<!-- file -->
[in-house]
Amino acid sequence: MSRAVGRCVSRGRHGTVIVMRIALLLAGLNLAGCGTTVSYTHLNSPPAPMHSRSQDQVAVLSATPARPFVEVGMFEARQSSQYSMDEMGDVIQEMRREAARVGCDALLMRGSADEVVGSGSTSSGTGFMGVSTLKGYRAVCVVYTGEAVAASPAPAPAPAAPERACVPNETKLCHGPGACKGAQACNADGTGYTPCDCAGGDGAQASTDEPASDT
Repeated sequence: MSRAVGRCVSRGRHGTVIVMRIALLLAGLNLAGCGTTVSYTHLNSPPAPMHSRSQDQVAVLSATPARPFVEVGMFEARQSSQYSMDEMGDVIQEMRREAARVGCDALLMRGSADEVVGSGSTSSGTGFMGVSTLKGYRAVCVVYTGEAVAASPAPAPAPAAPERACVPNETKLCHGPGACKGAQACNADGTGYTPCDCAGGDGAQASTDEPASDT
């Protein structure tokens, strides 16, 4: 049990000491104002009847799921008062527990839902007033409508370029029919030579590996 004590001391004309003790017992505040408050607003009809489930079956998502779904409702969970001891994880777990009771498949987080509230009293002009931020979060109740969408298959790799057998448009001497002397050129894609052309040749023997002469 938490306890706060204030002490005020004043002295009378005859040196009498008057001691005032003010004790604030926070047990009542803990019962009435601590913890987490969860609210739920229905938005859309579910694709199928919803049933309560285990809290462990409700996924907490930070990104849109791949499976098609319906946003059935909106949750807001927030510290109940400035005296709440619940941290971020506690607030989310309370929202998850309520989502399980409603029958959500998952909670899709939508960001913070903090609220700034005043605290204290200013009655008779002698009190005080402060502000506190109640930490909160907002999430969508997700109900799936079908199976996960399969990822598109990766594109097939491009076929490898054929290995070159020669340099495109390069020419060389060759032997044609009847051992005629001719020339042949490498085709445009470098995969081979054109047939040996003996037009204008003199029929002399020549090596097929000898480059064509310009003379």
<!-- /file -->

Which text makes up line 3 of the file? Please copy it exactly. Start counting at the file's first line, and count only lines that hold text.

Repeated sequence: MSRAVGRCVSRGRHGTVIVMRIALLLAGLNLAGCGTTVSYTHLNSPPAPMHSRSQDQVAVLSATPARPFVEVGMFEARQSSQYSMDEMGDVIQEMRREAARVGCDALLMRGSADEVVGSGSTSSGTGFMGVSTLKGYRAVCVVYTGEAVAASPAPAPAPAAPERACVPNETKLCHGPGACKGAQACNADGTGYTPCDCAGGDGAQASTDEPASDT